A global bond rally this week suggests that the anxiety over inflation that had gripped markets this year has started to ease, with investors ignoring figures on Thursday showing that the rise in US prices has accelerated further. .

U.S. government bond prices briefly fell following the release of figures showing that consumer price inflation hit an annual rate of 5% in May, the highest since 2008. 10-year US Treasury benchmark yield at its lowest since early March at 1.48%.

The recent price hikes, which have also swept over other government bonds around the world, were mainly due to a drop in long-term inflation expectations in the United States over the past month. This suggests that investors are buying into the Federal Reserve’s view that the current rise in price gains will not last.

“With the glasses of the bond market, there is no inflation, it seems,” said Padhraic Garvey, head of research for the Americas at ING.

Reflecting this, US 10-year breakevens, a closely watched measure of the level of inflation taken into account over the next decade, fell to 2.32% from the eight-year high of 2.55% reached. last month.

“My broader feeling is that we are past the peak of the rising inflation narrative and now have more bets on transient inflation over the next few months,” said Guy LeBas, chief securities strategist. fixed income at Janney Capital Management.

Investors say there has been little recent economic data or Fed policy statements that would explain this reassessment of the long-term inflation outlook, although a lukewarm report on the US labor market last week dampened some of the exuberance over the speed of the pandemic’s resumption in the world’s largest economy.

Instead, they point to a build-up of bearish bets against US Treasuries and other government bonds in the rush of lockdowns in the first three months of this year. This forced many investors to buy bonds when the markets turned against them.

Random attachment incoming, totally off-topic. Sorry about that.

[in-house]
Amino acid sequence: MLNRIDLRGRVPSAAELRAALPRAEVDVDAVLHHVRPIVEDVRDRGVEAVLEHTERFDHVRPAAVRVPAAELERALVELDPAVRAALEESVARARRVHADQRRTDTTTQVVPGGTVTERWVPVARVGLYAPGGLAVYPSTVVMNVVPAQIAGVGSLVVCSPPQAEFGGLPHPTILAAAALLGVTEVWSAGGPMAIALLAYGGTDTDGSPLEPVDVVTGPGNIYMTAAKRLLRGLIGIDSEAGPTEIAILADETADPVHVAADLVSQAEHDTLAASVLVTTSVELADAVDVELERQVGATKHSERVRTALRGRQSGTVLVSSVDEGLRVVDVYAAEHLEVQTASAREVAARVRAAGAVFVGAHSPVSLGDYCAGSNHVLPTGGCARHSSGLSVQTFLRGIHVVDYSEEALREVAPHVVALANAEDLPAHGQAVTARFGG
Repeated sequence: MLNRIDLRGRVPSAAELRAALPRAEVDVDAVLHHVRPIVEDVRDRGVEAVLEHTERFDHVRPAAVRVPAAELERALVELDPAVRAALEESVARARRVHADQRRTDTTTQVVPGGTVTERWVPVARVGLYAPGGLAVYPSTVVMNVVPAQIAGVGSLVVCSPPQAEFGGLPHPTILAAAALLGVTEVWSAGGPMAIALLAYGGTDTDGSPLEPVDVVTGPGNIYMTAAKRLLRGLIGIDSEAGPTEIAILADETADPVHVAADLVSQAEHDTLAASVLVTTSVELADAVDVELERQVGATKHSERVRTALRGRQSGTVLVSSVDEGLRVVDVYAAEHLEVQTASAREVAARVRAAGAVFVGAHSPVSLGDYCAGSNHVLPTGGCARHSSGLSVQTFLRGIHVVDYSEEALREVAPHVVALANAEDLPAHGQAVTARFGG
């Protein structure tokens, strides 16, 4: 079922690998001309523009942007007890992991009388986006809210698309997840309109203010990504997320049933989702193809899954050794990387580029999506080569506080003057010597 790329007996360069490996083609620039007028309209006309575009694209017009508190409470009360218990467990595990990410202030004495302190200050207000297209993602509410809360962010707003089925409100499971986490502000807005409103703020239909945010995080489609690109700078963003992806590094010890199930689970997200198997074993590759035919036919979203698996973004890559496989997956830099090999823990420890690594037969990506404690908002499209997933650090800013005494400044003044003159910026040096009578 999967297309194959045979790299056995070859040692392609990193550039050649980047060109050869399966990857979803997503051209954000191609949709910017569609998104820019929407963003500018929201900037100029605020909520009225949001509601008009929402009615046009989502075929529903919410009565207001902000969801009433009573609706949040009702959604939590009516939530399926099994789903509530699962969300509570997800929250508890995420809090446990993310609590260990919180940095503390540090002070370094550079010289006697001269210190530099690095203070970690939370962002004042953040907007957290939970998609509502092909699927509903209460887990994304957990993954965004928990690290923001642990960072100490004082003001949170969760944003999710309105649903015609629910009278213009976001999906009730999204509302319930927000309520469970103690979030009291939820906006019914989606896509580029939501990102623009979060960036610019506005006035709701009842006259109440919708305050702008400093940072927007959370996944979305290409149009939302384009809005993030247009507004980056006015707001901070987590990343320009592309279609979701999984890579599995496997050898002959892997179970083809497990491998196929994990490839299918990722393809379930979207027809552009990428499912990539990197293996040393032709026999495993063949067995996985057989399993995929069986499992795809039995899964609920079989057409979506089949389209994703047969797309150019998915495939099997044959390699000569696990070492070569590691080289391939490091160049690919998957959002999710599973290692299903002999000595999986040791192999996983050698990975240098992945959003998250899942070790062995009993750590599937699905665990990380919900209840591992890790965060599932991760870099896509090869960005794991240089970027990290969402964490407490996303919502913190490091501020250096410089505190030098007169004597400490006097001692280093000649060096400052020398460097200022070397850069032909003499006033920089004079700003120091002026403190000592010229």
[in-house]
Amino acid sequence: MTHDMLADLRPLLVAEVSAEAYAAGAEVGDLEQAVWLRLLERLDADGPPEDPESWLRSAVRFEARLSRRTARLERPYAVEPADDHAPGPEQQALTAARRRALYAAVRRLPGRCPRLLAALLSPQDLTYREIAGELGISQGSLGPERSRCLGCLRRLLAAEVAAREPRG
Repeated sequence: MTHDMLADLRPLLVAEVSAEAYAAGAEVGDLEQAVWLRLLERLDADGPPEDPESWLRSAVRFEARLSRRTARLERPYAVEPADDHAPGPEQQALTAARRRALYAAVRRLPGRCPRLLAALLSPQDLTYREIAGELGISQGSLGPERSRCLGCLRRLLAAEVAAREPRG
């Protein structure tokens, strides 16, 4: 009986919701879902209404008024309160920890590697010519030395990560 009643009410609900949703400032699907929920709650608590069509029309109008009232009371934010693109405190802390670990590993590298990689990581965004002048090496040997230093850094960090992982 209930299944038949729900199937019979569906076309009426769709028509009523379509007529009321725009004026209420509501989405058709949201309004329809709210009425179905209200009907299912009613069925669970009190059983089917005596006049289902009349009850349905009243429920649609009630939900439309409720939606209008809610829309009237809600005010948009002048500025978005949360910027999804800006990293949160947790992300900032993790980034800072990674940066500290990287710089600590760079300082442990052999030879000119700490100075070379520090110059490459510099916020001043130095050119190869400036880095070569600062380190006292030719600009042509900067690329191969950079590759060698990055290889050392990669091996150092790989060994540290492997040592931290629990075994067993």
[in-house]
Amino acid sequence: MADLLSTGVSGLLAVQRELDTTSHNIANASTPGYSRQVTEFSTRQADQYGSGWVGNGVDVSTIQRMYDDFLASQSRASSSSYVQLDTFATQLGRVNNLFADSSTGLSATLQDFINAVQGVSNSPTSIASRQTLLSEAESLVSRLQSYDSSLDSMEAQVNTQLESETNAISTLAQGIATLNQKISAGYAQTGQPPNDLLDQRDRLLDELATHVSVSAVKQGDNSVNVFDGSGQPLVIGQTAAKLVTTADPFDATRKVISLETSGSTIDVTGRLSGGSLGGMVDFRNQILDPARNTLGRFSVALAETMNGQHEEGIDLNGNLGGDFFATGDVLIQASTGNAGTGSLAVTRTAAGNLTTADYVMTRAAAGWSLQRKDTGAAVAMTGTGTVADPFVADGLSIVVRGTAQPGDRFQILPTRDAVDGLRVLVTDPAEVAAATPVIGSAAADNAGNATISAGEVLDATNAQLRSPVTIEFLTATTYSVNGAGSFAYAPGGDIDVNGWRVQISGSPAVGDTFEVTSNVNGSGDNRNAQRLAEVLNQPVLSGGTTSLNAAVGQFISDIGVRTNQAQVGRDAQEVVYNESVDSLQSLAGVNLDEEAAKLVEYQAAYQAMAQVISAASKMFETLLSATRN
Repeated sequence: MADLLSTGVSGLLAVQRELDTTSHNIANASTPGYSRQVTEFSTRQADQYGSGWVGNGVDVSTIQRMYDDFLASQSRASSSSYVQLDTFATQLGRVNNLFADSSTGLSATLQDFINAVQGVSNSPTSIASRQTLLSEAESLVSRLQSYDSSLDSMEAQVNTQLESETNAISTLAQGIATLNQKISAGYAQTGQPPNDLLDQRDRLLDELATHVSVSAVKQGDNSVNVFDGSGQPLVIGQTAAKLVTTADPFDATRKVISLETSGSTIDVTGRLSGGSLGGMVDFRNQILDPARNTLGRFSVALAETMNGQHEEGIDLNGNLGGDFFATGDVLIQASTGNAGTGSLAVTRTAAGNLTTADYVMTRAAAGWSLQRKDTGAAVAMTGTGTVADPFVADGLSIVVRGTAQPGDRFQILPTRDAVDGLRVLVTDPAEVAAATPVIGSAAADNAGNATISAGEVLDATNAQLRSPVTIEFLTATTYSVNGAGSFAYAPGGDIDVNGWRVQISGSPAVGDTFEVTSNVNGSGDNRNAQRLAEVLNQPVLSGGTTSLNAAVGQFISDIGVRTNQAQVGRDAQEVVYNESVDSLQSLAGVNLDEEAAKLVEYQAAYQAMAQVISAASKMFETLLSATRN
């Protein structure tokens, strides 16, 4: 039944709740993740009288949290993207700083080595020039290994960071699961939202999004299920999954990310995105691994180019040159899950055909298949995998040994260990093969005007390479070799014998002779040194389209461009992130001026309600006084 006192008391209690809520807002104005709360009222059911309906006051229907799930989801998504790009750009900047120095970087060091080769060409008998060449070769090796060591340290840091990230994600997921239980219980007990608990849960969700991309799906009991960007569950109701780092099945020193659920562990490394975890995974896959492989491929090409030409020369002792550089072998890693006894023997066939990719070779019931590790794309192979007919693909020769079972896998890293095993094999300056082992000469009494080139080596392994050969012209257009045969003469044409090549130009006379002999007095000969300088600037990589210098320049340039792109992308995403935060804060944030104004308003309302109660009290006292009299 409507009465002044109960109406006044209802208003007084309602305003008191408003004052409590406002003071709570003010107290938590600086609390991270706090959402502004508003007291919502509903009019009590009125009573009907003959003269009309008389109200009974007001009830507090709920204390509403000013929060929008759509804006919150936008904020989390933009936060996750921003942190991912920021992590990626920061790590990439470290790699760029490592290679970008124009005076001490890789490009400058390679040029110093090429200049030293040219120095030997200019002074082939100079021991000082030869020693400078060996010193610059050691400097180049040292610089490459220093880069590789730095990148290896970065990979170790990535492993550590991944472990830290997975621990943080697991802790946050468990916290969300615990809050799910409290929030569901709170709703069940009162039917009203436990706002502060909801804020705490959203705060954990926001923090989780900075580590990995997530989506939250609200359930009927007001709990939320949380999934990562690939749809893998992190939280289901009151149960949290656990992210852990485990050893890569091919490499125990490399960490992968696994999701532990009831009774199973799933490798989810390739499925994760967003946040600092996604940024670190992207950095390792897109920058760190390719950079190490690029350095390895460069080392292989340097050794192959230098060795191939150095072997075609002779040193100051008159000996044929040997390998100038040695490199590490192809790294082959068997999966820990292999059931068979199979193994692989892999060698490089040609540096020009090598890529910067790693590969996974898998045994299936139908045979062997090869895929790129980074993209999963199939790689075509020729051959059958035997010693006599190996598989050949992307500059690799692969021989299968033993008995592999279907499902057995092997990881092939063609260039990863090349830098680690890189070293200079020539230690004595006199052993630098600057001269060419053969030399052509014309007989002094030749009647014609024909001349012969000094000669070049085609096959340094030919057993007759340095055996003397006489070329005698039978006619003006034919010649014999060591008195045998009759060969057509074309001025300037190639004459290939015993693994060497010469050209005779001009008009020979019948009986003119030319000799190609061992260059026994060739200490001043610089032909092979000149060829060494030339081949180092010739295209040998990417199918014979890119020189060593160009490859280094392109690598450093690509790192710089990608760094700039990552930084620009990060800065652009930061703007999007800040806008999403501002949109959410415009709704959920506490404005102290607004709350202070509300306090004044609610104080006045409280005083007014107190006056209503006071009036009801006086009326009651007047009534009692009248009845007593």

“A lot of it is about positioning,” said Mike Riddell, fund manager at Allianz Global Investors. “As Treasuries start to rally, people are moving out of their short positions, which drives the rally further.”

Some analysts have looked across the Atlantic for a catalyst. European government bonds have seen solid gains in recent weeks after European Central Bank officials publicly denied speculation that they would soon scale back their stimulus efforts. The ECB confirmed at its policy meeting on Thursday that it would maintain the current pace of its bond purchases.

German 10-year yields fell to minus 0.26% on Thursday, their lowest in more than six weeks. “We have a large central bank that is going to provide more liquidity than the markets expected a month ago,” said Peter Chatwell, head of multi-asset strategy at Mizuho. “It acts as an anchor for other markets, including treasury bills.”

Despite falling inflation expectations and bond yields, some investors are reluctant to end the fear of market inflation.

Many have become more willing to ignore higher-than-expected inflation surprises like Thursday’s, as much of the rise is due to ‘base effects’ of a recovery from last year’s crisis , according to Sonal Desai, director of investments for fixed income. to Franklin Templeton. But she argues that their resolve, and that of the Fed, could be put to the test if the inflationary spike continues over the next few months.

“I think it might go on for a bit longer than expected,” Desai said. “I think there could be more than base effects. The question remains: how does the market think the Fed will react? The Fed meeting next week will be very interesting.